Winnie Mandela is an ancestor now. We send our respect and our blessings.
During the struggle for change in South Africa, and especially the period after Nelson Mandela and other members of the ANC were imprisoned, Winnie was a revolutionary force in South Africa. I was a college student and poet. South Africa and the struggle had an enormous effect upon my life, and upon my professional path.
Back then, I became involved in the stateside struggle by students for divestment and sanctions. My role was tiny. I was just someone who came to rallies, who studied and debated the issue, who attended meetings, and who had a chance to meet many who were more deeply involved in the revolutionary struggle against apartheid.
I am moved by Sister Winnie’s death. I just watched the NETFLIX film about her life and work. It brought back great memories of an African woman in the vanguard of the struggle. Here is an excerpt from Gwendolyn Brooks’ famous poem about Winnie Mandela from 1987. This feels like the best way to pay tribute to her today:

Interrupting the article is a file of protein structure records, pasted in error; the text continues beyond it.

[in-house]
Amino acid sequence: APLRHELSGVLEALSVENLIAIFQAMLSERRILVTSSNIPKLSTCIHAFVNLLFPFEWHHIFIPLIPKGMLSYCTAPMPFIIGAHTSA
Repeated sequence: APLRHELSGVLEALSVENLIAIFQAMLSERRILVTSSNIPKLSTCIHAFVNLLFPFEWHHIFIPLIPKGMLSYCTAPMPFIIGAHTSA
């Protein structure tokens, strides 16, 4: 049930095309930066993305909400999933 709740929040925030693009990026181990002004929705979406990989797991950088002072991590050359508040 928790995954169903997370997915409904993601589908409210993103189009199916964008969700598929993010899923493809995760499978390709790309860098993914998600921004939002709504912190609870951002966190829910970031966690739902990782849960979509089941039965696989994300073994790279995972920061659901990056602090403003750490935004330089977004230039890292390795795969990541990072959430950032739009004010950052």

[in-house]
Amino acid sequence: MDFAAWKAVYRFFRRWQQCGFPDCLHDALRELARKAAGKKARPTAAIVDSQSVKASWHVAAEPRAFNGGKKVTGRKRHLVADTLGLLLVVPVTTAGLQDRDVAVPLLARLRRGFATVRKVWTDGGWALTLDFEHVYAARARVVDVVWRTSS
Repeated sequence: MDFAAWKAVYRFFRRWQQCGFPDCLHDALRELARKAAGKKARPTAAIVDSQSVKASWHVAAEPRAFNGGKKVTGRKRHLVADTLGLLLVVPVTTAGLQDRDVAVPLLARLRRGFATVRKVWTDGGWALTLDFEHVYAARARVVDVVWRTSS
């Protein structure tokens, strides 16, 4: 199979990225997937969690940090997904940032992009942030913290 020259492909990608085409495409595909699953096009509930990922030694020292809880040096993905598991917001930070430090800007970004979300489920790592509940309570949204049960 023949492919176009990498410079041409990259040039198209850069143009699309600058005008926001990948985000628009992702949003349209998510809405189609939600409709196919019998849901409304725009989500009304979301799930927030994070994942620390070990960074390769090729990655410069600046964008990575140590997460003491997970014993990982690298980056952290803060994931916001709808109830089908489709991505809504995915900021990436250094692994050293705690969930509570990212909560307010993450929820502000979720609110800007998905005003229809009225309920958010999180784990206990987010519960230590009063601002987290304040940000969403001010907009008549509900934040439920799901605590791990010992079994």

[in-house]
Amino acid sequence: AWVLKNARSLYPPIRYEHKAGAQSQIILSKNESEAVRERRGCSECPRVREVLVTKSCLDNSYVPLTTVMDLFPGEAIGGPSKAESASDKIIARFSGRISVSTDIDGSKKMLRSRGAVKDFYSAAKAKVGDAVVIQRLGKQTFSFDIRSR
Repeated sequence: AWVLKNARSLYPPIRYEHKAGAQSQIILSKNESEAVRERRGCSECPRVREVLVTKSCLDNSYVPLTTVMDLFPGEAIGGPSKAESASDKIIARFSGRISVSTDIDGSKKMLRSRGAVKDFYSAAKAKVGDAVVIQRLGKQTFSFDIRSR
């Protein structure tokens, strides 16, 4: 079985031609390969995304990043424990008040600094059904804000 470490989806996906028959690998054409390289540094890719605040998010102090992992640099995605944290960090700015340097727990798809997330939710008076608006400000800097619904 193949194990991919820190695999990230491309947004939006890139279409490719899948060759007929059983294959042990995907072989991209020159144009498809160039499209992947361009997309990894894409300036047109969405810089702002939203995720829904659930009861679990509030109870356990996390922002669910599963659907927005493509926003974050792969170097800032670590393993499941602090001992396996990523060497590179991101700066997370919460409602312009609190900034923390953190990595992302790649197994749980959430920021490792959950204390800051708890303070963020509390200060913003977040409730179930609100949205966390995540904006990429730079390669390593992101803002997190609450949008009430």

Winnie Mandela, she
the non-fiction statement, the flight into resolving fiction,
vivid over the landscape, a sumptuous sun
for our warming, ointment at the gap of our wounding,
would like to be a little girl again
Skipping down a country road, singing.
Or a young woman, flirting,
no cares beyond curl-braids and paint
and effecting no change, no swerve, no jangle.
But Winnie Mandela, she,
the She of our vision, the Code,
the articulate rehearsal, the founding mother, shall
direct our choir of makers and wide music.
Think of plants and beautiful weeds in the Wilderness. They can’t do a thing about it (they are told)
when trash is dumped at their roots.
Have no doubt they’re indignant and daunted.
It is not what they wanted.
Winnie Mandela, she
is there to be vivid: there
to assemble, to conduct the old magic,
the frightened beauty, the trapped wild loveliness, the
interrupted order, the stalled clarity.
Listen, my Sisters, Brothers, all ye that dance on the brink of Blackness,
never falling in:
your vision your Code your Winnie is woman grown…
(Gwendolyn Brooks — 1987, courtesy Poetry Magazine)